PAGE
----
Pro Surfing Can Be A Sofa Sport

Surfing isn't easy. It looks easy but it isn't. I've tried it. The board always turns sideways and bitch slaps you when a wave rolls. Then you have to paddle out, which completely exhausts you, but then you have to climb on the board and sit there waiting for a wave while trying not to hum the theme from "Jaws." And when the wave actually comes you have to suddenly lie on the board and paddle again, but twice as hard this time. For what? You stand up and fall off the board. WHAT FUN.

But I love to watch it. It's fluid, action-packed, balletic, there are no huddles, and the wipeouts take care of my "fail" jones. That makes me a great target for The Association of Surfing Professionals (ASP), which is moving to grow its global fan base. The company's CEO, Paul Speaker, says people like me (though younger) who don't live where the waves break are the major fan pie-slice. I don't buy it. My image of a surfing audience is still an updated version of beach-blanket bingo and a couple hundred hardcore surfers living in vans watching their brethren ride the waves.

Speaker, who acquired the ASP a couple of years ago, would say that my perception of things is as old as "Endless Summer" — which is a great movie, by the way, and mandatory viewing for any surfing fan.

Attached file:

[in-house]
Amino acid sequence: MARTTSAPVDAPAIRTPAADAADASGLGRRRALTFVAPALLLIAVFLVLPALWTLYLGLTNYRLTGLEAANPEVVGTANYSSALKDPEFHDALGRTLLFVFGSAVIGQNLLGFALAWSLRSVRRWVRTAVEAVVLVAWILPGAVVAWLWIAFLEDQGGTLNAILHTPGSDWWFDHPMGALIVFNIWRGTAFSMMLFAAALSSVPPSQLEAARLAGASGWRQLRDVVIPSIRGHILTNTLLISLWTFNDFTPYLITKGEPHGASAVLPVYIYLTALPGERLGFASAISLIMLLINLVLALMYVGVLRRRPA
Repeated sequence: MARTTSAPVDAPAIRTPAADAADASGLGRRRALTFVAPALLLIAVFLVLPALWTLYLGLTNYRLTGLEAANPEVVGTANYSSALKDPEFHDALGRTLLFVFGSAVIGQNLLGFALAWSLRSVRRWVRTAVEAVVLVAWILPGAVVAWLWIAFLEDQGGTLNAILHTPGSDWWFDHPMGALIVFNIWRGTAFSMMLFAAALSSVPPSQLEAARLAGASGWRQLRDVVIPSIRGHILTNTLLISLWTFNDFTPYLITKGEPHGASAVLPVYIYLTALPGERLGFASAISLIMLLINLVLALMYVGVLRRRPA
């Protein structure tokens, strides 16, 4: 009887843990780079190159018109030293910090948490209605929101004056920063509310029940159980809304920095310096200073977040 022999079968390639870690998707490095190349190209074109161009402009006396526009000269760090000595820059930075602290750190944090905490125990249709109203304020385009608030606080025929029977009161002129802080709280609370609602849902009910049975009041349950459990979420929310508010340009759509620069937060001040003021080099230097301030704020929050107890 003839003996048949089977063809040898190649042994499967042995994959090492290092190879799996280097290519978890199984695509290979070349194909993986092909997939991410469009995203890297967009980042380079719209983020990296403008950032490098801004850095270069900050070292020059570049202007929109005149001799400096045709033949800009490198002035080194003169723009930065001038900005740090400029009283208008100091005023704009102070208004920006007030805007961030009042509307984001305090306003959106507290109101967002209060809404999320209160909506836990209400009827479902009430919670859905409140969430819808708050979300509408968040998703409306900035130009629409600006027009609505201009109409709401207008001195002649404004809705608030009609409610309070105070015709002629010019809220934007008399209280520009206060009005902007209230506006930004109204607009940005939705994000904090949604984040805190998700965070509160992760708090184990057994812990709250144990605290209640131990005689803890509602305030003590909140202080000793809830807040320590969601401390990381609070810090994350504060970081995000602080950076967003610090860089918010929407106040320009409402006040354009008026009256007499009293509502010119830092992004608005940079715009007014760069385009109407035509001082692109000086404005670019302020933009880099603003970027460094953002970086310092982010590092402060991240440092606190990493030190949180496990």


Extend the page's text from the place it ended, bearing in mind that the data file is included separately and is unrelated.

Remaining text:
"One of the first things we did was invest heavily in research by Repucom," he said of his post-purchase activity. "We learned there are some 120 million fans worldwide; they are incredibly sought after by advertisers; they engage in social 2.5 times more than any sports fan; are loyal to sponsors of the sports; and their average age is 34." He said the major markets are the U.S., Europe, Australia, Japan and Brazil. "Inside those markets [the fan base] is not just coastal, it's across the country or continent. Which means many of them are seeing surfing as spectator pro sport. And the average income is $75,000 plus."



Mark Noonan, chief commercial officer of the enterprise, tells me that in general, we're talking about an affluent, educated audience that is digitally native — and a portion of them are very, very wealthy people who will fly anywhere for a good wave.

"The takeaway on that is [just] because you live in Chicago or Paris, and a fan of surfing does not mean you are a surfer. There's competitive drama in the water, and it takes place in beautiful places and it is hugely aspirational." He also mentioned that you can actually surf in Nebraska because of the artificial wave pool phenomenon. I don't know if they have one of those in Nebraska but they should. Corn surfing hasn't been perfected.